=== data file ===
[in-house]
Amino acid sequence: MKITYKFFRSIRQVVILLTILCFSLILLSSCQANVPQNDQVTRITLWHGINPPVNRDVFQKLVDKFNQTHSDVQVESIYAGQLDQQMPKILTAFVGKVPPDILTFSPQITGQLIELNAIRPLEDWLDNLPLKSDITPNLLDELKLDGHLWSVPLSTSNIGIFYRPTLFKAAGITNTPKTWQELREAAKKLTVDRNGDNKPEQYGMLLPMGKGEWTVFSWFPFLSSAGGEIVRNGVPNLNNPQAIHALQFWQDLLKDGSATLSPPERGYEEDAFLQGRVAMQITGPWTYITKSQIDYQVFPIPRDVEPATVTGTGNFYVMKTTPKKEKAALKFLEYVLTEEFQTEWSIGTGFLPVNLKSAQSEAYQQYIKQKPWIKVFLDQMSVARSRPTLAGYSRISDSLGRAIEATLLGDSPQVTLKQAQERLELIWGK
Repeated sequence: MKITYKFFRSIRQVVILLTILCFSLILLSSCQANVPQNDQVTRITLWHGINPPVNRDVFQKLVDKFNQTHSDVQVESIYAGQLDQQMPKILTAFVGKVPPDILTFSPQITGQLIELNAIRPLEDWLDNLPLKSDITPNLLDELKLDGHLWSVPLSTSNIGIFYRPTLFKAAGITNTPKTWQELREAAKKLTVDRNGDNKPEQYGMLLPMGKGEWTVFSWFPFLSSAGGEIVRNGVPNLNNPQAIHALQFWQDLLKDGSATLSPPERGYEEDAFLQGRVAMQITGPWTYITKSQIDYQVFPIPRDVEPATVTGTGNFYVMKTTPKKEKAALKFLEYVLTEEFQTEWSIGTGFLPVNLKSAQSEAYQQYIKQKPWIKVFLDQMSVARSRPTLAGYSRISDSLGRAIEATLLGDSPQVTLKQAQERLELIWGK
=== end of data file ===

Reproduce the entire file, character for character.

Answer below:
[in-house]
Amino acid sequence: MKITYKFFRSIRQVVILLTILCFSLILLSSCQANVPQNDQVTRITLWHGINPPVNRDVFQKLVDKFNQTHSDVQVESIYAGQLDQQMPKILTAFVGKVPPDILTFSPQITGQLIELNAIRPLEDWLDNLPLKSDITPNLLDELKLDGHLWSVPLSTSNIGIFYRPTLFKAAGITNTPKTWQELREAAKKLTVDRNGDNKPEQYGMLLPMGKGEWTVFSWFPFLSSAGGEIVRNGVPNLNNPQAIHALQFWQDLLKDGSATLSPPERGYEEDAFLQGRVAMQITGPWTYITKSQIDYQVFPIPRDVEPATVTGTGNFYVMKTTPKKEKAALKFLEYVLTEEFQTEWSIGTGFLPVNLKSAQSEAYQQYIKQKPWIKVFLDQMSVARSRPTLAGYSRISDSLGRAIEATLLGDSPQVTLKQAQERLELIWGK
Repeated sequence: MKITYKFFRSIRQVVILLTILCFSLILLSSCQANVPQNDQVTRITLWHGINPPVNRDVFQKLVDKFNQTHSDVQVESIYAGQLDQQMPKILTAFVGKVPPDILTFSPQITGQLIELNAIRPLEDWLDNLPLKSDITPNLLDELKLDGHLWSVPLSTSNIGIFYRPTLFKAAGITNTPKTWQELREAAKKLTVDRNGDNKPEQYGMLLPMGKGEWTVFSWFPFLSSAGGEIVRNGVPNLNNPQAIHALQFWQDLLKDGSATLSPPERGYEEDAFLQGRVAMQITGPWTYITKSQIDYQVFPIPRDVEPATVTGTGNFYVMKTTPKKEKAALKFLEYVLTEEFQTEWSIGTGFLPVNLKSAQSEAYQQYIKQKPWIKVFLDQMSVARSRPTLAGYSRISDSLGRAIEATLLGDSPQVTLKQAQERLELIWGK